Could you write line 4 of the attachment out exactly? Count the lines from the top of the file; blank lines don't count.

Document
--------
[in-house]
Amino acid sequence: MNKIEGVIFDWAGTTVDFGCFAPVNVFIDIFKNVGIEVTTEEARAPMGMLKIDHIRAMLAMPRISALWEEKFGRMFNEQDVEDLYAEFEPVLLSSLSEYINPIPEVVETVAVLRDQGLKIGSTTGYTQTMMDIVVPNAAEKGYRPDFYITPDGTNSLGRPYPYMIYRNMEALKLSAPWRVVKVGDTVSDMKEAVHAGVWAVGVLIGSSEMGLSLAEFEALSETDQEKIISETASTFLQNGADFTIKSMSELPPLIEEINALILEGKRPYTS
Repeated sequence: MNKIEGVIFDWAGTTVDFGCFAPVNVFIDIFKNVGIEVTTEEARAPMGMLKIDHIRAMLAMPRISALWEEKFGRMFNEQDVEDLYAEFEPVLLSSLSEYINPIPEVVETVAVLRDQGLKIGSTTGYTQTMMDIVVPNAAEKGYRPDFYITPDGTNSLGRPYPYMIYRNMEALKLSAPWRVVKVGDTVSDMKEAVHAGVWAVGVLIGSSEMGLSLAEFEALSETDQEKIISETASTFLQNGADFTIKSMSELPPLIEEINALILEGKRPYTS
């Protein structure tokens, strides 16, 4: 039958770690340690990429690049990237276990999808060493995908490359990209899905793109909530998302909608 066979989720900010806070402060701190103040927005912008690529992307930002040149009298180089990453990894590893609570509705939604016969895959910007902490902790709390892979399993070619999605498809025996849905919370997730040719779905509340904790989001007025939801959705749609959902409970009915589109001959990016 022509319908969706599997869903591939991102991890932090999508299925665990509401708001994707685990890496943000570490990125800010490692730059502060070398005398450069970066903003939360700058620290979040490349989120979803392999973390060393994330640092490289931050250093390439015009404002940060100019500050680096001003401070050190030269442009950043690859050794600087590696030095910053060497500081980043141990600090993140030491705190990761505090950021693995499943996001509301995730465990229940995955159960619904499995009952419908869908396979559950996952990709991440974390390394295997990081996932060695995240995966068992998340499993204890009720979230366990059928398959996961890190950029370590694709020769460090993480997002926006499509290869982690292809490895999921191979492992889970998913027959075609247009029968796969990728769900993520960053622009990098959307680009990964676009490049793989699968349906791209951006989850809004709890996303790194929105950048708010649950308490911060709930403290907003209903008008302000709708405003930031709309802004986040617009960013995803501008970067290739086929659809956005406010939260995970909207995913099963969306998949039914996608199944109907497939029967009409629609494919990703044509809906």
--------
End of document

């Protein structure tokens, strides 16, 4: 039958770690340690990429690049990237276990999808060493995908490359990209899905793109909530998302909608 066979989720900010806070402060701190103040927005912008690529992307930002040149009298180089990453990894590893609570509705939604016969895959910007902490902790709390892979399993070619999605498809025996849905919370997730040719779905509340904790989001007025939801959705749609959902409970009915589109001959990016 022509319908969706599997869903591939991102991890932090999508299925665990509401708001994707685990890496943000570490990125800010490692730059502060070398005398450069970066903003939360700058620290979040490349989120979803392999973390060393994330640092490289931050250093390439015009404002940060100019500050680096001003401070050190030269442009950043690859050794600087590696030095910053060497500081980043141990600090993140030491705190990761505090950021693995499943996001509301995730465990229940995955159960619904499995009952419908869908396979559950996952990709991440974390390394295997990081996932060695995240995966068992998340499993204890009720979230366990059928398959996961890190950029370590694709020769460090993480997002926006499509290869982690292809490895999921191979492992889970998913027959075609247009029968796969990728769900993520960053622009990098959307680009990964676009490049793989699968349906791209951006989850809004709890996303790194929105950048708010649950308490911060709930403290907003209903008008302000709708405003930031709309802004986040617009960013995803501008970067290739086929659809956005406010939260995970909207995913099963969306998949039914996608199944109907497939029967009409629609494919990703044509809906």